Agriculture and the Environment
Papers presented at the International Conference, 10-13 November 1991Edited by
- C.A. Edwards
- M.K. Wali
- D.J. Horn
- F. Miller, The Ohio State University, Columbus, OH, USA
Until the 1980s, global increases in food production exceeded the concomitant growth of human populations. However, progressively agriculture is becoming unable to meet the world-wide per capita needs for food. Unless there is major international cooperation in addressing the problems associated with population control, it is predicted that the global human population will reach more than 14 billion by the year 2050, with provision of adequate food, fuel and space for such an increased population unachievable.
These problems are accentuated by factors such as world-wide reductions in soil fertility, the accelerating degradation of land that is suitable for food production through soil erosion, the world-wide trend for migration of human populations from rural habitats to cities and extremely rapid rates of global deforestation.
Possible solutions to global sustainability in agriculture and natural resources must involve an integration of ecological, sociological, cultural, and economic considerations, as well as mandated international and national policies. This publication outlines these problems and attempts to seek solutions.
Published: November 1993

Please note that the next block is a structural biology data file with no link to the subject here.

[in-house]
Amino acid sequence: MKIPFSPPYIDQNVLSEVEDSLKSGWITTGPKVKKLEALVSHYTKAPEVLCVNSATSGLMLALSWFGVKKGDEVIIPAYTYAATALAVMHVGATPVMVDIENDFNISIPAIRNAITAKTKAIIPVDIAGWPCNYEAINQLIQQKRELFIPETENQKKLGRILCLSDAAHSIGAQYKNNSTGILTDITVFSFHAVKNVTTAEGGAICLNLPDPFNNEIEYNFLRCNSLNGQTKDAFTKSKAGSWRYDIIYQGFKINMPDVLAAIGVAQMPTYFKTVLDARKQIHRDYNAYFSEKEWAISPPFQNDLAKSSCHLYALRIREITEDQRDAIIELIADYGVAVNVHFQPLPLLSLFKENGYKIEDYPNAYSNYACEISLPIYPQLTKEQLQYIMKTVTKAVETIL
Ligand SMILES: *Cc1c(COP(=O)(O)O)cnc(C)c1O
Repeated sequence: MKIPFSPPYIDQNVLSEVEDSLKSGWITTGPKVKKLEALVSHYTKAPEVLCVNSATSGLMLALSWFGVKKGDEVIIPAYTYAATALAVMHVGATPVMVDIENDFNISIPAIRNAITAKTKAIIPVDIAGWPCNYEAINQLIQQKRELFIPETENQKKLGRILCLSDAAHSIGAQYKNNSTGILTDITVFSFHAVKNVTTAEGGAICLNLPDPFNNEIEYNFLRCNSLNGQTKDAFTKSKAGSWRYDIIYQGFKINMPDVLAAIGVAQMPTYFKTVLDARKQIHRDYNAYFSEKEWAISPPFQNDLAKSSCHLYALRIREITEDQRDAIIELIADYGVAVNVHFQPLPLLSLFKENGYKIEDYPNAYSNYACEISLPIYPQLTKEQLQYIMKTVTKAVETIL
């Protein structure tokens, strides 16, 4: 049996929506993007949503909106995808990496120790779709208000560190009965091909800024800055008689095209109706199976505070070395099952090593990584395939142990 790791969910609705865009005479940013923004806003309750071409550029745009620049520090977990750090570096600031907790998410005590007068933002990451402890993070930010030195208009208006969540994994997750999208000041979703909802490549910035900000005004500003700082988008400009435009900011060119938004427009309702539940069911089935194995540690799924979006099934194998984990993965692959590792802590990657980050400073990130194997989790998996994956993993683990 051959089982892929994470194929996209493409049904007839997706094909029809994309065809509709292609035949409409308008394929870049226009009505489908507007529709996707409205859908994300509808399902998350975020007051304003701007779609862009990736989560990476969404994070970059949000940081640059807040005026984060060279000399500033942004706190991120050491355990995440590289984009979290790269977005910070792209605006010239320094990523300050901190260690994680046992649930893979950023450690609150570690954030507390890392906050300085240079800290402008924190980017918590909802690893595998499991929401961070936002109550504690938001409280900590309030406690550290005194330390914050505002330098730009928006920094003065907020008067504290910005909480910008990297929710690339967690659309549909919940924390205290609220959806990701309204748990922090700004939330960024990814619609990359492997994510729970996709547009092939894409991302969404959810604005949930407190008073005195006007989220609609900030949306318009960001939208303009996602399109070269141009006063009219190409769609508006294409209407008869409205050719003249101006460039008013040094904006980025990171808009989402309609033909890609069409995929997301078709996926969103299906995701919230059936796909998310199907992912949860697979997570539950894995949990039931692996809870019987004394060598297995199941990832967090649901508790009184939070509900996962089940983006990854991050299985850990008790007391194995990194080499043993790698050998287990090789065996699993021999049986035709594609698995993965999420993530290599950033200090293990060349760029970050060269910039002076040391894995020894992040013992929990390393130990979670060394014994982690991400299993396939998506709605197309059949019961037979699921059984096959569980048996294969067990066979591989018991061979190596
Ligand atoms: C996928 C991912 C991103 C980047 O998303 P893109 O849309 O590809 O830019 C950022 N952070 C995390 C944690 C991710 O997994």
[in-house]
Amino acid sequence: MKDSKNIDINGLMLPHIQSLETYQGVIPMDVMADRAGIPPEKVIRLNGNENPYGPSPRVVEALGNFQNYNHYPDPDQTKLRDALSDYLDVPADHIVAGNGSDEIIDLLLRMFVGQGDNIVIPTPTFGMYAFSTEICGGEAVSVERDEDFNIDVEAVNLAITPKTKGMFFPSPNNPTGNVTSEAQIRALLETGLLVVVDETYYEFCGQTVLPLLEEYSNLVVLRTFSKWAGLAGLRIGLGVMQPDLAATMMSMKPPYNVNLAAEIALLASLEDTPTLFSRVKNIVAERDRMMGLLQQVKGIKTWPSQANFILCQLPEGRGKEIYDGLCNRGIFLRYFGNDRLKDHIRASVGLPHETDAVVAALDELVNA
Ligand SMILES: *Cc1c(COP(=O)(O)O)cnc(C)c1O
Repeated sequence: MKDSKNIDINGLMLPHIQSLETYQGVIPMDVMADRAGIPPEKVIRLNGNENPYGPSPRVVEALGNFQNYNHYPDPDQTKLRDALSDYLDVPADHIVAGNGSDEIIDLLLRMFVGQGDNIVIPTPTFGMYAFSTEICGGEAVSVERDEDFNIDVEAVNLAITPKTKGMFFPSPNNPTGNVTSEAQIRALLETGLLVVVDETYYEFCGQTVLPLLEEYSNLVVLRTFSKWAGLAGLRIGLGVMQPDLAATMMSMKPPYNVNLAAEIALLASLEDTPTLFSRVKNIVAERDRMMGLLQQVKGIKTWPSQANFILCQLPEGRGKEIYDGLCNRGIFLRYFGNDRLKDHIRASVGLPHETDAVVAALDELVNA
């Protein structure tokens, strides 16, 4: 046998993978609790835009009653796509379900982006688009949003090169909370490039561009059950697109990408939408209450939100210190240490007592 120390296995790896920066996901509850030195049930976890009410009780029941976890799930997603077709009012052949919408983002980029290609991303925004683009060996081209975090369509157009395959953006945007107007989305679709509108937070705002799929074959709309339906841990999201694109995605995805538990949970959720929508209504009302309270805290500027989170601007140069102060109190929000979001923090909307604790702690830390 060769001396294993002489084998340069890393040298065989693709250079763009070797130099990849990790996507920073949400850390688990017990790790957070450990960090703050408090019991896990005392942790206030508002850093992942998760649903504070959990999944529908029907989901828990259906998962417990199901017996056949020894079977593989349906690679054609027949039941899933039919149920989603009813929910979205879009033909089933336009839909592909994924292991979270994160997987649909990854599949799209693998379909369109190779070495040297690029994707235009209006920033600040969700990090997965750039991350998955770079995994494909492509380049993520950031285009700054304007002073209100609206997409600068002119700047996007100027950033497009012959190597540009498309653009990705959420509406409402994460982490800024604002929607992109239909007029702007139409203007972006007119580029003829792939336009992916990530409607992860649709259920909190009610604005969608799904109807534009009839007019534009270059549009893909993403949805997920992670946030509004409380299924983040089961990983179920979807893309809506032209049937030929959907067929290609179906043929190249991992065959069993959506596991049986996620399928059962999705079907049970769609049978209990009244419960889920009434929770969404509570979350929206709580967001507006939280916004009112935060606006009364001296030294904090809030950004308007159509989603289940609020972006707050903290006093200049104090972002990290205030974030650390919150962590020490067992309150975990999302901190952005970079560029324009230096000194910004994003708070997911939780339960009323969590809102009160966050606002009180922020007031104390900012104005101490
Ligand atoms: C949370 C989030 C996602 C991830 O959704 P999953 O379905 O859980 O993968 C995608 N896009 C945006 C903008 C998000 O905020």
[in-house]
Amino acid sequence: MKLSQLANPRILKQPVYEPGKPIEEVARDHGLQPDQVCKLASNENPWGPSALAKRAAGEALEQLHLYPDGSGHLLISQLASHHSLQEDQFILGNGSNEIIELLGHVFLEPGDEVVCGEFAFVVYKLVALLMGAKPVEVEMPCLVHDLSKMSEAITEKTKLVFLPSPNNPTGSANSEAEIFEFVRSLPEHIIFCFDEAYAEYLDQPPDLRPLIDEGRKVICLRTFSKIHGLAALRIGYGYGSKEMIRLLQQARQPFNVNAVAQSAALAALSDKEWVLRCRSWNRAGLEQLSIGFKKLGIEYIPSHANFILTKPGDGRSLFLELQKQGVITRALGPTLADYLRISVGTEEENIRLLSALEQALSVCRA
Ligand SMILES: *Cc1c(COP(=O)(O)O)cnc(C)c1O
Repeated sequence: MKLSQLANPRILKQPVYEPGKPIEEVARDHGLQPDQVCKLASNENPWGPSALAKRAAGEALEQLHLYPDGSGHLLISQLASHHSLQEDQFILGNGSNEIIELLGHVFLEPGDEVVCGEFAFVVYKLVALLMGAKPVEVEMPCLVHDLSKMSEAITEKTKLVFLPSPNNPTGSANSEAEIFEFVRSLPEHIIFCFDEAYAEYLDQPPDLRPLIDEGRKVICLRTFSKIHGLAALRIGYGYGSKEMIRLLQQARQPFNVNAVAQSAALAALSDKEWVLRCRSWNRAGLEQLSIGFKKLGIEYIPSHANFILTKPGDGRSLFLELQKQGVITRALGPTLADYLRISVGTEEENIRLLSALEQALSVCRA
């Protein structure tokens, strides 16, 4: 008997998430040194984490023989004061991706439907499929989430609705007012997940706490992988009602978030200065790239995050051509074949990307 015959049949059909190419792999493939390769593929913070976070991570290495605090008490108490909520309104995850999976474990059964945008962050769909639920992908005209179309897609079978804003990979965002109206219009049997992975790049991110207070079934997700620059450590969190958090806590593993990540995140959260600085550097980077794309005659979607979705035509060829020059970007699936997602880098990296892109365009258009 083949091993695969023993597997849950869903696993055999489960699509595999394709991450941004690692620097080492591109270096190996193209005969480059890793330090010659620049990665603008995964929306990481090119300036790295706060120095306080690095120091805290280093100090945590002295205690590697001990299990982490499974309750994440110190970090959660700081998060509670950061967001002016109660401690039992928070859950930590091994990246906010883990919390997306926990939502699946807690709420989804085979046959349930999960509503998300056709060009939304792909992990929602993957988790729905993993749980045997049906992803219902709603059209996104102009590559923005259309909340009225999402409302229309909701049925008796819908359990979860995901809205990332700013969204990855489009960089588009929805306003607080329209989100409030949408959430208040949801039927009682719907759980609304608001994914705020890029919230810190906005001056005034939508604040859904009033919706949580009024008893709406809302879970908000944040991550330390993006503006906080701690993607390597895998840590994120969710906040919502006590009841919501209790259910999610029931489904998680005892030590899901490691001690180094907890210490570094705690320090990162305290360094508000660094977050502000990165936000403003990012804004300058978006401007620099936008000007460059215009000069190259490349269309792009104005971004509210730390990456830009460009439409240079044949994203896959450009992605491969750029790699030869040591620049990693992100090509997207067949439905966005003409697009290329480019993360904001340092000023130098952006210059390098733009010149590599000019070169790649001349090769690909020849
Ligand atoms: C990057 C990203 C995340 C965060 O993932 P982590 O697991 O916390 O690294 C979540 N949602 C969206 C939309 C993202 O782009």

- The global need for sustainability in agriculture and natural resources (C.A. Edwards, M.K. Wali). Issues in global agriculture and environmental sustainability. The efficiency of land and energy use in tropical economies and agriculture (C.A.S. Hall, M.H.P. Hall). Tropical forests and the global carbon cycle: the need for sustainable land-use patterns (S. Brown). Kikuyu agroforestry: an historical analysis (A.P. Castro). Geologic research in support of sustainable agriculture (L.P. Gough, J.R. Herring). Land degradation and sustainability of agricultural growth: some economic concepts and evidence from selected developing countries (F.J. Hitzhusen). Agriculture and global warming (D.W. Orr). Sustainable agriculture and the environment. The concept of agricultural sustainability (N. Schaller). The role of agroecology and integrated farming systems in agricultural sustainability (C.A. Edwards et al.). Designing the future: sustainable agriculture in the US (C.A. Francis). Do we need a new developmental paradigm? (T.L. Grove, C.A. Edwards). The need for a systems approach to sustainable agriculture (J.E. Ikerd). An economic framework for evaluating agricultural policy and the sustainability of production systems (P. Faeth). The sociology of agricultural sustainability: some observations on the future of sustainable agriculture (F.H. Buttel). Water quality and the environment. Managing pesticides for crop production and water quality protection: practical grower guides (A.C. Hornsby, T.M. Buttler, R.B. Brown). The Lake Erie Agroecosystem Program: water quality assessments (D.B. Baker). Non-point programs and progress in the Chesapeake Bay (L.R. Shuyler). Agricultural best management practices for water pollution control: current issues (T.J. Logan). Environmental aspects of integrated pest management. Economic pest injury level concepts and their use in sustaining environmental quality (L.G. Higley, L.P. Pedigo). Reorganizing to facilitate the development and use of integrated pest management (F.G. Zalom). Ethnoscience and biodiversity: key elements in the design of sustainable pest management systems for small farmers in developing countries (M.A. Altieri). Environmental and economic effects of reducing pesticide use in agriculture (D. Pimentel et al.). Effects, constraints and the future of weed biocontrol (P. Harris). Developing an environmentally sound plant protection for cassava in Africa (J.S. Yaninek, F. Schulthess). Author index. Announcement from the Publisher.